A Trustee is appointed who will sort out your debts and help determine who is owed. A Trustee will hold meetings between the person (or couple) who files the Chapter 13 bankruptcy and representatives of the companies or individuals who are named as creditors. This meeting will help determine how much the person owes, how much he or she can pay back and in what time frame.

After the creditors meeting, there is a court hearing on the repayment plan. Under the plan, the person makes payments to the Trustee – usually every other week or once a month. The Trustee pays the creditors according to the plan which could be for less than the money they are owed. Debts such as taxes or the costs of the bankruptcy proceedings are called "priority debts," and are therefore paid first. Next are "secured debts" which have property (a car, land, etc.) as collateral. And the last in line are unsecured debts like store credit cards.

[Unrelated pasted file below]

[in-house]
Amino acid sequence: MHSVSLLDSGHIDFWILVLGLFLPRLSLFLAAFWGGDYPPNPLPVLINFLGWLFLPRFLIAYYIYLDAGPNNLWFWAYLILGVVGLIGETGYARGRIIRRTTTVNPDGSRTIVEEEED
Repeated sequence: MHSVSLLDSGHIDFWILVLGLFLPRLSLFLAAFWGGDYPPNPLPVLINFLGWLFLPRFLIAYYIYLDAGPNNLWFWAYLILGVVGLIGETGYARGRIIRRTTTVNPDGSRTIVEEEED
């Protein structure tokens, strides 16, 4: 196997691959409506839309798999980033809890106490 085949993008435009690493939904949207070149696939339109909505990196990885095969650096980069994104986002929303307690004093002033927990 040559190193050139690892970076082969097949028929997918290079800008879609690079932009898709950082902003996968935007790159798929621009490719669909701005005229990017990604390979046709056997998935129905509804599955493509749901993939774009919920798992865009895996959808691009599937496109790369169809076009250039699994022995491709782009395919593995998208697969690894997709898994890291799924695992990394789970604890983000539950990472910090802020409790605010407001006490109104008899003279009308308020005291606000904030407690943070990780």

People without regular income should consider Chapter 7 Bankruptcy. In that type of bankruptcy debts may be completely discharged – meaning the person will never be held responsible for paying borrowed money back. Each person's financial situation determines what type of bankruptcy filing is best suited for their situation.

Bankruptcy and the IRS

When filing for bankruptcy, tax obligations get complicated. For instance, can tax obligations be forgiven or treated like other debts? If creditors accept lower payments and don't get paid the full amount owed, do you have to pay tax on the difference? And what tax returns are due after a bankruptcy? These questions and the many others that arise about dealing with the IRS after bankruptcy are best left answered by a legal professional who has experience in tax matters and with the IRS. When the bankruptcy filing is made all collection actions must immediately stop. In this way, the IRS is similar to any other creditor you may have and it is subject to the automatic hold on collection actions. If they are garnishing your wages, that has to stop too. There are also other ways that the tax man is no different than other creditors and that includes the fact that some of the debts may be discharged even if they are tax debts – but that depends on a number of variables including: